`content`  Input source map, useful if you're compressing
                                           JS that was generated from some other original
                                           code. Specify "inline" if the source map is
                                           included within the sources.
                                `filename`  Name and/or location of the output source.
                                `includeSources`  Pass this flag if you want to include
                                                  the content of source files in the
                                                  source map as sourcesContent property.
                                `root`  Path to the original source to be included in
                                        the source map.
                                `url`  If specified, path to the source map to append in
                                       `//# sourceMappingURL`.
    --timings                   Display operations run time on STDERR.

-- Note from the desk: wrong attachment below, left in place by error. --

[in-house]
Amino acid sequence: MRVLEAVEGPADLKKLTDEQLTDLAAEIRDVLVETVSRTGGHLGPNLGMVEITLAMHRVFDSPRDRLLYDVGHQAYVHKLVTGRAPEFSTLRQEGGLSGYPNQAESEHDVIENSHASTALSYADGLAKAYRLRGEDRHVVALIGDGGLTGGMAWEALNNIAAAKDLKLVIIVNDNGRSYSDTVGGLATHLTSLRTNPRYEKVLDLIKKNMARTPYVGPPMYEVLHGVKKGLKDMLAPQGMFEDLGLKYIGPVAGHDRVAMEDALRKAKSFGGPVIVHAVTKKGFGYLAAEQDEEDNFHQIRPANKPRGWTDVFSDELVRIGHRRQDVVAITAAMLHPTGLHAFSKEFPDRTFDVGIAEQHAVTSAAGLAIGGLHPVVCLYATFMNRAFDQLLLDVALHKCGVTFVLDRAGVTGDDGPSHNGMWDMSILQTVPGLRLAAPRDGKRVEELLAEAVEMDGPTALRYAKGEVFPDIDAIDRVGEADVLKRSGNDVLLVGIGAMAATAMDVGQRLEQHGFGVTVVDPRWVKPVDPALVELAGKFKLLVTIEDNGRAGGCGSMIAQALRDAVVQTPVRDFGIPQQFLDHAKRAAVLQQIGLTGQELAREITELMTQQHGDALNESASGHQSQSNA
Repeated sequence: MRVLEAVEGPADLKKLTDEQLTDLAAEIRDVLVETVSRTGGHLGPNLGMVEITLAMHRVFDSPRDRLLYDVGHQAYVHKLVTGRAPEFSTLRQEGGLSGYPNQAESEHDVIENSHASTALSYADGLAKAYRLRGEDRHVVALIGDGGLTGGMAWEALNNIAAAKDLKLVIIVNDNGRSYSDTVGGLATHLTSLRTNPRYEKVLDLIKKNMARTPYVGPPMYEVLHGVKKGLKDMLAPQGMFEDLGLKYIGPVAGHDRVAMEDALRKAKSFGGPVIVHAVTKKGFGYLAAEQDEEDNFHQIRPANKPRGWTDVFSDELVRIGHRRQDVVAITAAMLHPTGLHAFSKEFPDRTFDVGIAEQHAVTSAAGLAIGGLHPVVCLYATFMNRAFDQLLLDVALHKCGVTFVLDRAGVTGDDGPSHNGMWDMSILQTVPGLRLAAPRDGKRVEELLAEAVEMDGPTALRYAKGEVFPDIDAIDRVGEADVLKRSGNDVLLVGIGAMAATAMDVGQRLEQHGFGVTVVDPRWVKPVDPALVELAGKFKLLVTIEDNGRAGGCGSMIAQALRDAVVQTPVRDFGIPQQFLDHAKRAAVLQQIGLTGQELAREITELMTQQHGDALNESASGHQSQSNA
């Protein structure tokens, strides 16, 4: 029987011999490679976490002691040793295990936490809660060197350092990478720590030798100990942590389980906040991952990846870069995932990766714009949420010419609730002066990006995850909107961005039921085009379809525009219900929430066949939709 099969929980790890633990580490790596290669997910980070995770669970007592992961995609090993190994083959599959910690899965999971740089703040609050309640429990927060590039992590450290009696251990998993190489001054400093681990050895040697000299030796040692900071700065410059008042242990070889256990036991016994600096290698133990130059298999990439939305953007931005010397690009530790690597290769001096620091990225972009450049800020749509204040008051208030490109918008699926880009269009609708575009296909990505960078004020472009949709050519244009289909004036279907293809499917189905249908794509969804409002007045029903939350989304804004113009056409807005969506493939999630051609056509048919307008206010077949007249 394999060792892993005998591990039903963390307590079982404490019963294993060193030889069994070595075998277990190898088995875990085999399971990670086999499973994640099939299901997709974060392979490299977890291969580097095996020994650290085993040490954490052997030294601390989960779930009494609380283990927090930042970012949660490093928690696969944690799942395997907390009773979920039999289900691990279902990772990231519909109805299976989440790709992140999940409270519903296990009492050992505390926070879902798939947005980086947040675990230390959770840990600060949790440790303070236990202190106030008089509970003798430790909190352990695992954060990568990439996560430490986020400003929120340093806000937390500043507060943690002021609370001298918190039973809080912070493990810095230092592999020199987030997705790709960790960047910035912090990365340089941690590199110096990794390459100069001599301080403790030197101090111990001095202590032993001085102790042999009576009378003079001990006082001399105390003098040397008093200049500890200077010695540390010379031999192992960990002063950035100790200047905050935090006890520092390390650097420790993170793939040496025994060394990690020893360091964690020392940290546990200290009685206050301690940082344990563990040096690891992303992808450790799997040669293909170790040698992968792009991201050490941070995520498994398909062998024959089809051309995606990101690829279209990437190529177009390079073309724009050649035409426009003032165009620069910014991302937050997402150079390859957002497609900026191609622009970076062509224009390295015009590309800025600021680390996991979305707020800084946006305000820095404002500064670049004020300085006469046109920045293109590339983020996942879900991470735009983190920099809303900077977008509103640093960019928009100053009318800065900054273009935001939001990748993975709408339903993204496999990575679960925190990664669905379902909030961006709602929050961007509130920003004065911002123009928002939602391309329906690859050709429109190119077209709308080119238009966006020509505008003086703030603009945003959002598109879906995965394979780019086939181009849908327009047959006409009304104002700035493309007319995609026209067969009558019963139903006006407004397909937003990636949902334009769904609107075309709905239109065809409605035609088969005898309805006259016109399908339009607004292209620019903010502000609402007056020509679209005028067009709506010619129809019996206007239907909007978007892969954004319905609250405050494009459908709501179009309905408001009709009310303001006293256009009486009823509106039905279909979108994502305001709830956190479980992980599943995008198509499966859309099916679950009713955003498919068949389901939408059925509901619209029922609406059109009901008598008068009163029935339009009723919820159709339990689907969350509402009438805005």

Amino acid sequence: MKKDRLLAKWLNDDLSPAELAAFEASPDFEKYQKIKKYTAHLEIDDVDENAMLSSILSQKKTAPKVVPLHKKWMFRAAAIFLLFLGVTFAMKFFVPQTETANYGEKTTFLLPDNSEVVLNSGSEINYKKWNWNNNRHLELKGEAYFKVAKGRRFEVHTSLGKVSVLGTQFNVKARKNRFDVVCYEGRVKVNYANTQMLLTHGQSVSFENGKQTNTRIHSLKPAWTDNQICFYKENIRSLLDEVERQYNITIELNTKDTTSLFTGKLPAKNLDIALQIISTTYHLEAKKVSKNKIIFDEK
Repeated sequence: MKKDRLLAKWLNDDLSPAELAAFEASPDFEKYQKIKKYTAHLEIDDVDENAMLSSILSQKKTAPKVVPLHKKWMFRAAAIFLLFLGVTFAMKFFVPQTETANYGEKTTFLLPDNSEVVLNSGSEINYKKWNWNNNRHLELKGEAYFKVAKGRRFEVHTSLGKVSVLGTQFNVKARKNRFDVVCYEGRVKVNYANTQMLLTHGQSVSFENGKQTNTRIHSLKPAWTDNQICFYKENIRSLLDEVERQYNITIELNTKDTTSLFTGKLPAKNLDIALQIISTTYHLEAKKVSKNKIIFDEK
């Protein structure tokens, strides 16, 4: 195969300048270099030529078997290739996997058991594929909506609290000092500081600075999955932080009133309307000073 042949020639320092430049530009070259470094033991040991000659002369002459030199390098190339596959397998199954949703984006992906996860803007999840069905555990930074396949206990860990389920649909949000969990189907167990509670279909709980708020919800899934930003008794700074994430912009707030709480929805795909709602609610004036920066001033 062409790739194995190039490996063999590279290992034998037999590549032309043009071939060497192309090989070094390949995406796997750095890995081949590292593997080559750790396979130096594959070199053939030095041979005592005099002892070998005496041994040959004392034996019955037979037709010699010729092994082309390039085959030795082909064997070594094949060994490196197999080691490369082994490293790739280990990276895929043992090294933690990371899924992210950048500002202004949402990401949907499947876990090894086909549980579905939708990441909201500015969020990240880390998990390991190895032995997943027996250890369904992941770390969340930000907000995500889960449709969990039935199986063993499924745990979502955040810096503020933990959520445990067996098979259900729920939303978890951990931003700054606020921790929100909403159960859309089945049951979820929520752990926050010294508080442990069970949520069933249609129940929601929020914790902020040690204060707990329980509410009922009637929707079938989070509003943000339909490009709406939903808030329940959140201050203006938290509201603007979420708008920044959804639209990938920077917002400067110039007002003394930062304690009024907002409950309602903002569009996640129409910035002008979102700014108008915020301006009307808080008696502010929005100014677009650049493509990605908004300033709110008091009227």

--toplevel                  Compress and/or mangle variables in top level scope.
    --verbose                   Print diagnostic messages.
    --warn                      Print warning messages.
    --wrap <name>               Embed everything in a big function, making the
                                “exports” and “global” variables available. You
                                need to pass an argument to this option to
                                specify the name that your module will take
                                when included in, say, a browser.

Specify --output (-o) to declare the output file. Otherwise the output goes to STDOUT.

CLI source map options

UglifyJS can generate a source map file, which is highly useful for debugging your compressed JavaScript. To get a source map, pass --source-map --output output.js (source map will be written out to

Additional options:

  • --source-map "filename='<NAME>'" to specify the name of the source map.